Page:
APR’s aren’t Magic

When I see people writing “Have a Full-Face APR (Air Purifying Respirator) nearby, within arm’s reach” in their Line/Equipment Opening (aka Line Break) procedures, my blood-pressure shoots through the roof. Yes, I know I am a rather excitable guy by nature, but there is a legitimate reason for my anger here. 

This incident narrative is why: 

It is believed the oil drain valve was initially clogged as the employee opened it a full three turns before any ammonia came out. When liquid exited the valve and struck the employee he fell face first on concrete in hallway.   “Convulsions” were observed by other employees and the operator was unable to self-rescue due to lung spasms. The other employees had no access to PPE and could not assist the victim. 

Would a Full-Face APR within “arm’s reach” have been useful to that employee AFTER he was struck in the face with liquid ammonia? 

NO. IT WOULD NOT.

With NO protection, that operator was essentially doomed the second the NH3 left the pipe and struck him.

PPE stands for Personal Protective Equipment, not Potentially Protective Equipment.

aprnotmagicPPE isn’t some sort of magic relic that provides protection while you are within a certain radius of its location. It works when – and ONLY when – you use it properly. This same foolish thinking that allows people to require APR’s “nearby” could be applied to seat-belts with about the same effectiveness: “Well, no he wasn’t wearing the seat-belt during the accident. Funny thing: the darned seat-belt was right there next to him and he still went out the window when the car hit the tree.”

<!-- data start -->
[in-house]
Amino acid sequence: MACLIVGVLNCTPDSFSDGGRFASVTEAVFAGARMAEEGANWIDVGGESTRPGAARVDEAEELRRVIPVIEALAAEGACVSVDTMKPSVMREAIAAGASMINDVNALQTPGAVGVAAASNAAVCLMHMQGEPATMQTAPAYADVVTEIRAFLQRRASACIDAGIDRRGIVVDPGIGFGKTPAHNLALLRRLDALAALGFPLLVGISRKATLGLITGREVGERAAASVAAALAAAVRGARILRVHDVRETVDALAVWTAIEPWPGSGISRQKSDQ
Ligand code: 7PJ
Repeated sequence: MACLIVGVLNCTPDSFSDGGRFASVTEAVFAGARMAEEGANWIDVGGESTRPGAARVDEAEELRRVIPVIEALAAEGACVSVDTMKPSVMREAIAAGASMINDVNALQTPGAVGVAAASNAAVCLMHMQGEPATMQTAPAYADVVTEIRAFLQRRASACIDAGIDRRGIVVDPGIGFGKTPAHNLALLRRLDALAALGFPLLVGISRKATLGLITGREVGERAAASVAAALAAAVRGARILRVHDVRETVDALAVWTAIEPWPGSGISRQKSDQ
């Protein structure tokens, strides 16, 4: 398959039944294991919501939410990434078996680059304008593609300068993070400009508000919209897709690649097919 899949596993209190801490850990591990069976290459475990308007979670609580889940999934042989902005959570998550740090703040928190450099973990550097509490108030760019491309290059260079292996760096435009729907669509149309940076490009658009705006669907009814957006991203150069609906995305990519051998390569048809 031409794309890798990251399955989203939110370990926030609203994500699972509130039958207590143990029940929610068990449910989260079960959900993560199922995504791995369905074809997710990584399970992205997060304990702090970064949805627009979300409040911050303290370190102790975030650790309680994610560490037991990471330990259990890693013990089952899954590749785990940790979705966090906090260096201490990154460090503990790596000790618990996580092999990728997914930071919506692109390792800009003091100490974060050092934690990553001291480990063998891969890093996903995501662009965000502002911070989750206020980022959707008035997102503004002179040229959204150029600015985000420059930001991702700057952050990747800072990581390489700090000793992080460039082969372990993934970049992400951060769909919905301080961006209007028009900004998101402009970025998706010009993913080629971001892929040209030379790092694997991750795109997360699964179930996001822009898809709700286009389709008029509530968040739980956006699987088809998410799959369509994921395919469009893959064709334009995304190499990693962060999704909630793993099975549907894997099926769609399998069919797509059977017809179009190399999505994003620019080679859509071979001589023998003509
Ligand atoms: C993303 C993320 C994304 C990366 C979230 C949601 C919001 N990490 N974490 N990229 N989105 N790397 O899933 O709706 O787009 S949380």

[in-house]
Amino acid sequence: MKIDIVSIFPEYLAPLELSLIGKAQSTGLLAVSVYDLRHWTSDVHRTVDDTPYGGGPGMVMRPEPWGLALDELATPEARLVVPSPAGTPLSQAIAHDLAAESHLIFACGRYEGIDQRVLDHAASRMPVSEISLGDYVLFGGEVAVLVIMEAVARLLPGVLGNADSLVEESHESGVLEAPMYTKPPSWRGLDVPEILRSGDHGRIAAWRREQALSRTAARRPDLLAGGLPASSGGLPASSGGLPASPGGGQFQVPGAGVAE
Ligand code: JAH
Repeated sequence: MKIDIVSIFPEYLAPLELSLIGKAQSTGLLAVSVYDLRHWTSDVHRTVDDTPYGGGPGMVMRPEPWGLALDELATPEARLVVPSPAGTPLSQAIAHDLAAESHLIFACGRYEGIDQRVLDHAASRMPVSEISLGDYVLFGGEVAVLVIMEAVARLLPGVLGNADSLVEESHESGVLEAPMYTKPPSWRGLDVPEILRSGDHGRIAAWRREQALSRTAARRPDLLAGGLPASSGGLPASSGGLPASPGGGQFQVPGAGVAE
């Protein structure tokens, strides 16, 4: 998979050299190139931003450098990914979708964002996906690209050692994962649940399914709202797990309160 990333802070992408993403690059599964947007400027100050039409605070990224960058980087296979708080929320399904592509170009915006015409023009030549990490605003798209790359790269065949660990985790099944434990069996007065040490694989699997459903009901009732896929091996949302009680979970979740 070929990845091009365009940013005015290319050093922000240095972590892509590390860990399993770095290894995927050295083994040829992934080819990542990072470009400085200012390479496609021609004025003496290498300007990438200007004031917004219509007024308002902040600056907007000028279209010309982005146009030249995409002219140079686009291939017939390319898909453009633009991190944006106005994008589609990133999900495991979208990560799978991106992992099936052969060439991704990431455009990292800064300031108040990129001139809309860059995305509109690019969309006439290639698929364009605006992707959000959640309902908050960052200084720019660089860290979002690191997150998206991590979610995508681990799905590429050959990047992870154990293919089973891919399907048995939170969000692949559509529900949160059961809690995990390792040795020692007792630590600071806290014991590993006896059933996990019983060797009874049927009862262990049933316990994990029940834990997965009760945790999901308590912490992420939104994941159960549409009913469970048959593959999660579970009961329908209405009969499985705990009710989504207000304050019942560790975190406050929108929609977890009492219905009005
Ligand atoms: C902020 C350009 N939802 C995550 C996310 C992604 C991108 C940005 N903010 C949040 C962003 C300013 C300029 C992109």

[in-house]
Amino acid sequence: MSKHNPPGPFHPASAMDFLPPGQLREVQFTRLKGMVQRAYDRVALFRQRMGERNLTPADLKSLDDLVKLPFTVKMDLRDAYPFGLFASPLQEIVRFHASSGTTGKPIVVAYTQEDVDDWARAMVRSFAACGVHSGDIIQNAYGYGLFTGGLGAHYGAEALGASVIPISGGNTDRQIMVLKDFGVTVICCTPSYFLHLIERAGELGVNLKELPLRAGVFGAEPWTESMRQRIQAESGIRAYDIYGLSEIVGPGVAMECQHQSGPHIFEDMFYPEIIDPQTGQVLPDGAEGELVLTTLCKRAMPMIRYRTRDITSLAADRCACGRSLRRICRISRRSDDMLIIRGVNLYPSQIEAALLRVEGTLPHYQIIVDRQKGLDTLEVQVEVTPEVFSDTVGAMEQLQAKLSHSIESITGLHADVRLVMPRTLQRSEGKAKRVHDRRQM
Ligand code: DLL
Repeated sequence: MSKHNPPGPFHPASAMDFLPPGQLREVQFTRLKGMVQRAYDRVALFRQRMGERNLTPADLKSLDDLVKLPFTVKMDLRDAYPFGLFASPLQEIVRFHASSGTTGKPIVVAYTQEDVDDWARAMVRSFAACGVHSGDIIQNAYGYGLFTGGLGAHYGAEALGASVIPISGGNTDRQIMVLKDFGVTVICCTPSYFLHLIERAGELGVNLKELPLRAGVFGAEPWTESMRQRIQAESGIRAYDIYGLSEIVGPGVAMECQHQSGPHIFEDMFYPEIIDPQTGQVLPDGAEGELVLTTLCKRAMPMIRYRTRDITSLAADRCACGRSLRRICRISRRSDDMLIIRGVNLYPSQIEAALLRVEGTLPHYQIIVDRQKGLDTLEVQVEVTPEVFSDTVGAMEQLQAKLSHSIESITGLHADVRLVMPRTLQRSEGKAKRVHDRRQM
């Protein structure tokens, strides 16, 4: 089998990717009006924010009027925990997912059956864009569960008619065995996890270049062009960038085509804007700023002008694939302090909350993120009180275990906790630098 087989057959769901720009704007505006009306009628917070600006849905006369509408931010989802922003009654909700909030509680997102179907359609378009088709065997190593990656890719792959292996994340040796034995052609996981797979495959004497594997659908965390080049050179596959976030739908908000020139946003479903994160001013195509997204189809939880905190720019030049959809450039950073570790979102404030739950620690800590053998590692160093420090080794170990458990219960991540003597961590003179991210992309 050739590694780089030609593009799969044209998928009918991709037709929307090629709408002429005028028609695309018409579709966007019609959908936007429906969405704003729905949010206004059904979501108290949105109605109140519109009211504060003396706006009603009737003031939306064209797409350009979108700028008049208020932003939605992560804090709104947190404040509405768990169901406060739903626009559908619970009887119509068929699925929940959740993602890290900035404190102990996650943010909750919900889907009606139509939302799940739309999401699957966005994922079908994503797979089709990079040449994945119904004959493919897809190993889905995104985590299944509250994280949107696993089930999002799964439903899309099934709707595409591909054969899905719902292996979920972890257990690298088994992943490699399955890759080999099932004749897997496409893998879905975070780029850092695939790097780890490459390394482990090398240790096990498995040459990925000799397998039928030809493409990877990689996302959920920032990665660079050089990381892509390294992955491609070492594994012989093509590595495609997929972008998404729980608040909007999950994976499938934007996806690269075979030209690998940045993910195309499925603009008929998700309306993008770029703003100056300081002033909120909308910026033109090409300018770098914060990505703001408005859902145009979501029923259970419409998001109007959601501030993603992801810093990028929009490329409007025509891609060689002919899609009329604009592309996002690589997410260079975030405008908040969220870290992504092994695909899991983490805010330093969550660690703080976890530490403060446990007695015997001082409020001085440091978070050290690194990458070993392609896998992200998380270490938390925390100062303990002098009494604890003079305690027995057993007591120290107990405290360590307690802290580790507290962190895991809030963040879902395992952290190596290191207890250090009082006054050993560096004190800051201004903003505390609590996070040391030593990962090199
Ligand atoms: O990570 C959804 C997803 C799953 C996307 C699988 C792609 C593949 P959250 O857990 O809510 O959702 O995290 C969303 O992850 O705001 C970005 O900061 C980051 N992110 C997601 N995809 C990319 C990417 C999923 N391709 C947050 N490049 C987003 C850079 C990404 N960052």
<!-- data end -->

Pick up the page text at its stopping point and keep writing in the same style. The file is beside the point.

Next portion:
Now, imagine instead that the operator in that incident narrative was wearing a Full-Face APR. While Full-Face APR’s aren’t designed for liquid exposure, would he have survived if he were wearing one? Almost certainly, YES. Certainly his odds would have improved astronomically. He may well have suffered severe burns, but it is very likely that the Full-Face APR would have afforded him enough protection so that he would have been able to evacuate himself from the area and seek a safety shower to minimize the damage to his skin.

Please, THINK about your policies and REQUIRE that Full-Face APR’s are worn during ALL Line & Equipment openings.

About Brian Chapin

PSM / RMP Compliance Consultant
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